Celtics beat Clippers with big second half, 99-92

191544.jpg

Celtics beat Clippers with big second half, 99-92

By A.Sherrod Blakely
CSNNE.com

LOS ANGELES There may be a couple of new faces to the Boston Celtics roster, but this team's identity remains the same.

No matter how many All-Stars and future Hall of Famers Boston trots out to the floor, this team's defensive DNA is alive and well.

We saw that in the second of Boston's 99-92 win over the Los Angeles Clippers.

After spending most of the first half trailing, the C's (42-15) opened the third quarter with a 12-4 run capped off by a 20-foot jumper from one of the new guys - Nenad Krstic - that gave the Celtics a 52-51 lead, a lead the C's refused to relinquish.

"It was a great first day," said Paul Pierce.

Especially when you consider how down in the dumps the C's were just a couple nights ago following the unexpected trade that netted Jeff Green and Krstic from Oklahoma City, but also shipped out Kendrick Perkins and Nate Robinson.

In separate trades, Boston also sent Semih Erden and Luke Harangody to Cleveland, and Marquis Daniels to the Sacramento Kings.

With a third of the team traded away on Thursday, there was a sense that those moves were at work in explaining Boston's slow start on Saturday night against the Clippers.

That's not how coach Doc Rivers saw things.

"The Clippers played harder in the first half," Rivers said. "They got to all the loose balls and they created turnovers. They just played with more zip and more energy."

We have seen the C's do that from time to time this season, even when they were intact.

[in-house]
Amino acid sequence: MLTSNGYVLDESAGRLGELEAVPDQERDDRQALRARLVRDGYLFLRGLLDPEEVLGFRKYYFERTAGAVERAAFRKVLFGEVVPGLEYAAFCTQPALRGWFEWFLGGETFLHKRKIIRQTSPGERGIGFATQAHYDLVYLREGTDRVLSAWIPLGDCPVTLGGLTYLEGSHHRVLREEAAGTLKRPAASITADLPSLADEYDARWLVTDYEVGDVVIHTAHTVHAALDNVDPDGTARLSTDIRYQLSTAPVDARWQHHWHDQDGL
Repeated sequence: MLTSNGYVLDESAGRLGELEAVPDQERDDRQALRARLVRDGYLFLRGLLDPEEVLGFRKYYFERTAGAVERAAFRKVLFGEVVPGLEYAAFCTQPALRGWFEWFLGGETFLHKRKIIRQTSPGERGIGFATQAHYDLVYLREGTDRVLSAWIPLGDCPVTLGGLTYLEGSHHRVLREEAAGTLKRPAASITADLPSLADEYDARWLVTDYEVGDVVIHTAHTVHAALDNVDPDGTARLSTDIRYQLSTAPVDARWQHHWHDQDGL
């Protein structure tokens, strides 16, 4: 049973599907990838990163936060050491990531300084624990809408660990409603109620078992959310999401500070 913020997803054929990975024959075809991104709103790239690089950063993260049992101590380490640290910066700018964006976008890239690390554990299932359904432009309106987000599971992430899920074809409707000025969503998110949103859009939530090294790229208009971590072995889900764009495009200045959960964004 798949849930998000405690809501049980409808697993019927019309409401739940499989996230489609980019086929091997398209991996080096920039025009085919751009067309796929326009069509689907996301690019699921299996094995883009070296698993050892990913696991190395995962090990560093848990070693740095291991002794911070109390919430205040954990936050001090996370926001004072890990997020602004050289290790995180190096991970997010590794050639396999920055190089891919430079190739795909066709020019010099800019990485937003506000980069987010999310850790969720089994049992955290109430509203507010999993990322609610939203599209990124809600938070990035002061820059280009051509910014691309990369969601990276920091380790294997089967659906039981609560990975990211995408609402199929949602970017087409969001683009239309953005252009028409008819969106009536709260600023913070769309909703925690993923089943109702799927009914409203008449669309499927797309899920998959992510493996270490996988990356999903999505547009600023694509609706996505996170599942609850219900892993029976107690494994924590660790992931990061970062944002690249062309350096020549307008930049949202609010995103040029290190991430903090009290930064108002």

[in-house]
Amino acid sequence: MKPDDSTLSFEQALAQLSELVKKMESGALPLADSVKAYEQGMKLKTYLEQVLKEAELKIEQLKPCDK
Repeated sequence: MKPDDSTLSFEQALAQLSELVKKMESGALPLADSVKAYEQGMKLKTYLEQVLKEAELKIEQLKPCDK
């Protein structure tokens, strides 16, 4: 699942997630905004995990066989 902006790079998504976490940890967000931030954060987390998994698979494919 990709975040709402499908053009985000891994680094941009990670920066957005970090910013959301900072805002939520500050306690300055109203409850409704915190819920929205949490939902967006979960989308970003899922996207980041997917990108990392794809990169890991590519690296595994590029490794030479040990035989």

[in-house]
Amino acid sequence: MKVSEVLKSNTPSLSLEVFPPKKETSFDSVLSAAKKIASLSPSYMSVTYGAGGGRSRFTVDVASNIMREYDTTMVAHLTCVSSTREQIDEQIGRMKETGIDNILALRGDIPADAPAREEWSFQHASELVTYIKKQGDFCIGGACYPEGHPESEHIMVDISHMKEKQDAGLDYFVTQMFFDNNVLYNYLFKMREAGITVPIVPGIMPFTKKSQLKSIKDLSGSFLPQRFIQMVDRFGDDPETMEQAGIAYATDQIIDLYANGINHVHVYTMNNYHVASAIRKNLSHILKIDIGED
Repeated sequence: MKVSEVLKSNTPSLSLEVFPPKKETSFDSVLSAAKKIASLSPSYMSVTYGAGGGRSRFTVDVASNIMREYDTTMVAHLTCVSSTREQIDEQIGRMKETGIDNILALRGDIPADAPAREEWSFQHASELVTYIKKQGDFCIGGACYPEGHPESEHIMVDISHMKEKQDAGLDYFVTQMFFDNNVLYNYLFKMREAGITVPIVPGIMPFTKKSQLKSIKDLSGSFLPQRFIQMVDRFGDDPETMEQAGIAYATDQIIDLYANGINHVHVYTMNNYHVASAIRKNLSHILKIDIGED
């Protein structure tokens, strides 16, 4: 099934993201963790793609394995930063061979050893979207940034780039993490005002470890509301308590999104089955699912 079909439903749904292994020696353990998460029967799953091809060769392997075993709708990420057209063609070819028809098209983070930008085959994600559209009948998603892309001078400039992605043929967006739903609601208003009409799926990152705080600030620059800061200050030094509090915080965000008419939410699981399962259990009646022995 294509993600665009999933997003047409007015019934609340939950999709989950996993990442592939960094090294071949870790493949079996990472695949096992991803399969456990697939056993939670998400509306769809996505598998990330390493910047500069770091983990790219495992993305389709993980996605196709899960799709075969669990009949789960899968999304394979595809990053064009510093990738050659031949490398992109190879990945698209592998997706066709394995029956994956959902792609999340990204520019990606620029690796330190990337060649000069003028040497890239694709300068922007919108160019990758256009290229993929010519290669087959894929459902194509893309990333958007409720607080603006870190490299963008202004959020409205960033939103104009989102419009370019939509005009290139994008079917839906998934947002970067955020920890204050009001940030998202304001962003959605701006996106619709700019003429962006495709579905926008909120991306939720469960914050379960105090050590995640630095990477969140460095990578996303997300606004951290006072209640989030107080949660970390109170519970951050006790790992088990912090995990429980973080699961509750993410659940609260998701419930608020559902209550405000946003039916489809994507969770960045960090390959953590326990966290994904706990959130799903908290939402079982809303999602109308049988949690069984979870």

But for veterans such as Pierce, he admitted that the "shockwaves" experienced on Thursday were still being felt in the hours that followed.

"When the trade happened, we're suffering from the shockwaves," Pierce said. "We picked everything up; put the pieces back together, and hopefully we can get it going."

The Celtics certainly did in the second half on Saturday, primarily because they relied on what Boston does better than most teams - defend.

The C's renewed focus on defense saw a quick turnaround that proved to be more than enough to put away the Clippers, who were led by a game-high 32 points from Randy Foye along with 21 points and 11 rebounds from Blake Griffin.

Griffin was among the Clippers to recognize the Celtics brought a different level of basketball, especially on the defensive end of the floor, in the third quarter.

"They picked up their intensity," Griffin said. "They got to take advantage of some turnovers and they made shots."

More than anything else, it was a Celtics team that essentially made up its mind to not just play better, but to take over and dominate.

"You could see us getting into the game," Rivers said. "Our defense turned up, we got stops and we ran. With the bigs we have, we can run now."

And that running allows the Celtics to attack the paint, which on Saturday meant getting to the free throw line a season-high 41 times.

But Saturday's game wasn't about getting to the line, or necessarily getting used to the new guys.

It was about the Boston Celtics sticking to doing what they do best, and that's defend at a high level.

And that will not change, regardless of who is and isn't playing for the Celtics.

"We still have to keep our eyes on the prize," Pierce said. "It's to win a championship. We can't lose our focus from that."

A. Sherrod Blakely can be reached atsblakely@comcastsportsnet.com.Follow Sherrod on Twitter at http:twitter.comsherrodbcsn

Blakely: Celtics not as feared as they were last season

Blakely: Celtics not as feared as they were last season

BOSTON -- On more than one occasion Monday night, the Boston Celtics were a discombobulated bunch with some players thinking they were running one play, while others were thinking the play called was something totally different.
 
You see that stuff in the preseason and to a certain extent in the regular season for a lot of teams. It is in those moments that we’re reminded that this Boston Celtics team is a work in progress on so many levels.